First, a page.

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Prayer before court? Local group offers spiritual assistance outside courthouse

Courtside Ministries volulnteers offer spiritual support to those going to court

ST. CHARLES TOWNSHIP – When litigants, lawyers and defendants stream into the Kane County Judicial Center, if their court cases happen to be on a Wednesday morning, members of the Courtside Prayer Ministries stand on either side of the steps, quietly offering a moment of prayer.

The T in Courtside is drawn as a Christian cross.

The banner on their table asks, “Need Prayer?” in English and “Necesitas Oracion?” in Spanish and the table top is filled with Christian books such as “Jesus in the Courtroom,” pamphlets and devotionals – even a large print New Testament.

Mike and Celeste Lake of Glendale Heights and David Rak of Geneva, affiliated with the Trinity Vineyard Christian Fellowship in St. Charles, were among those on duty Oct. 23. They stood in the bright, cool autumn sunshine, smiling and friendly to all those who passed by – both coming and going.

“Will you have a word of prayer?” team leader Rak asked a man leaving the courthouse.

After a slight hesitation, the man said, “Sure, why not?”

The man asked that this would be his last time in court, so that is what Rak prayed for. It only took a few moments, and then he was on his way.

They don’t ask specifics or personal information, but a general topic that a person might want prayer support for – such as favor in the justice system, protection.

“My heart goes out to people that might need prayer because I need prayer,” Celeste Lake said. “When there is a special need like in a courtroom situation, where wisdom, and peace and understanding – we need the Lord so desperately that I am glad to be here to be able to pray with other people who might need it.”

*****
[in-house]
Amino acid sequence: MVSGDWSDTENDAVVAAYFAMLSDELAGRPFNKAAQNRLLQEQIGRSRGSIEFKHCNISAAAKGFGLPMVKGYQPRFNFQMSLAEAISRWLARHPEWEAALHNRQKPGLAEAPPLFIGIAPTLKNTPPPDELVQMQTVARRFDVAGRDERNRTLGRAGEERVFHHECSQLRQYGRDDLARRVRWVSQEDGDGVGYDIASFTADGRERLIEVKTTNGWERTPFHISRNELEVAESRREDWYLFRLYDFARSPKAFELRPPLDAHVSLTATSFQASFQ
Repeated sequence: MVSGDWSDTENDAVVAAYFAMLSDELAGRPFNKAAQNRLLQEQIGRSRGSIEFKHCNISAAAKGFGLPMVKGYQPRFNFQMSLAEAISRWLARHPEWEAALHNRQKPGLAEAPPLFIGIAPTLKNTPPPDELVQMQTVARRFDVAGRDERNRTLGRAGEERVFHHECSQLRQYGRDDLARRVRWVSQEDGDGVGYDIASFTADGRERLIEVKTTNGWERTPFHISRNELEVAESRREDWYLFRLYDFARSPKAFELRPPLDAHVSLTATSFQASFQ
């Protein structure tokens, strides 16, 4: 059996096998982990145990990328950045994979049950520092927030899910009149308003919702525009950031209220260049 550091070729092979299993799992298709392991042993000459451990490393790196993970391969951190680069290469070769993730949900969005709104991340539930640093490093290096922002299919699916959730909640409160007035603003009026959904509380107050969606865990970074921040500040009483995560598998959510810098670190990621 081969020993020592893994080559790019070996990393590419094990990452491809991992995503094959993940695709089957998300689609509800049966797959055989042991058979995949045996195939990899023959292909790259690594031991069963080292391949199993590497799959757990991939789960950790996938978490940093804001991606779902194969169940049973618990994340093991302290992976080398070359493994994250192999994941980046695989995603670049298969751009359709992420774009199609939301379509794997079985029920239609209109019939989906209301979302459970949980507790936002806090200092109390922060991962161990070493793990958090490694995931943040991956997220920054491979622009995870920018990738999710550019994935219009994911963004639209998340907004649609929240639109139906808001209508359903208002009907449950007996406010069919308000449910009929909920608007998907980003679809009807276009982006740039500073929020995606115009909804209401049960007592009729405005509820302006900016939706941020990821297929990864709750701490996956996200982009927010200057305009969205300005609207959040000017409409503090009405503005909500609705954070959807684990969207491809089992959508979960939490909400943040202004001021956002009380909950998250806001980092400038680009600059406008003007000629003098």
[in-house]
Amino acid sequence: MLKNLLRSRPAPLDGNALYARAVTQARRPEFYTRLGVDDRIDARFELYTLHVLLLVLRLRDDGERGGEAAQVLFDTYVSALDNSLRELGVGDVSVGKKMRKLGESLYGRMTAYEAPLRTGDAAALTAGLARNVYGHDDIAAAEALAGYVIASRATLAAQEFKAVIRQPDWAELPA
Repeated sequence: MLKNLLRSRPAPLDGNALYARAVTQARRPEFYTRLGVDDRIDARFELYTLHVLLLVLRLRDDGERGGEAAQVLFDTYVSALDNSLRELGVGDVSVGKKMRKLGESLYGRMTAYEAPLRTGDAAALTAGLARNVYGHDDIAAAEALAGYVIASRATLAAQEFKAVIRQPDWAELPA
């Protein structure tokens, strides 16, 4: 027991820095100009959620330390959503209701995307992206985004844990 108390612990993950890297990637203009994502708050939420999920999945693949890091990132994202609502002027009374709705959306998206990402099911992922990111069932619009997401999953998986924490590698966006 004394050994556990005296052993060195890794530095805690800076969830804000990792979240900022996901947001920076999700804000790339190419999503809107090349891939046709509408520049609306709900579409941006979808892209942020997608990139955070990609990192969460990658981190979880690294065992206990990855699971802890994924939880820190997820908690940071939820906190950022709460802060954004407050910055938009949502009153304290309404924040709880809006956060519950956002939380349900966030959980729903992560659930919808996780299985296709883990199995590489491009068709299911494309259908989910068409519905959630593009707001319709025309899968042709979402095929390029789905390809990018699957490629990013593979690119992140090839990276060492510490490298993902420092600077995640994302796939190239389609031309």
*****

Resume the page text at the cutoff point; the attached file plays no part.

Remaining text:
Celeste Lake said sometimes an abused woman is coming in and the prayers are for justice, for the abuse to stop “and for the Lord’s protection. It’s simple.”

Three people came up to them this morning to ask for prayer support before they went in, Mike Lake said.

“People are going to this place because they’re in trouble,” Mike Lake said. “And they need help. And it’s God that helps them. And all we do is pray for them and ask God’s help for whatever their situation is. … They’re in kind of desperate situations.”

Rak said he is there to show God’s love in a practical way.

“In front of a courthouse, praying for people, is a very practical way to love them,” Rak said.

Court Side Ministries, which began in Colorado, now has prayer volunteers at more than 125 locations in 21 states, according to its website,

In addition to the Kane County Judicial Center in St. Charles Township, prayer volunteers also go to courthouses in Belvidere, Bridgeview, Chicago, Decatur, DeKalb, Joliet, Freeport, Markham, Maywood, Mount Carroll, Oregon, Peoria Rockford, Rolling Meadows, Skokie, Waukegan and Wheaton.

“Every year, 30 million people are impacted by the legal system, many whom are facing financial, relational and spiritual ruin,” its website states. “ We believe the most important thing we can do is pray with and for people entering the courts, offering them the peace and wisdom that comes from being in the presence of the Lord.”

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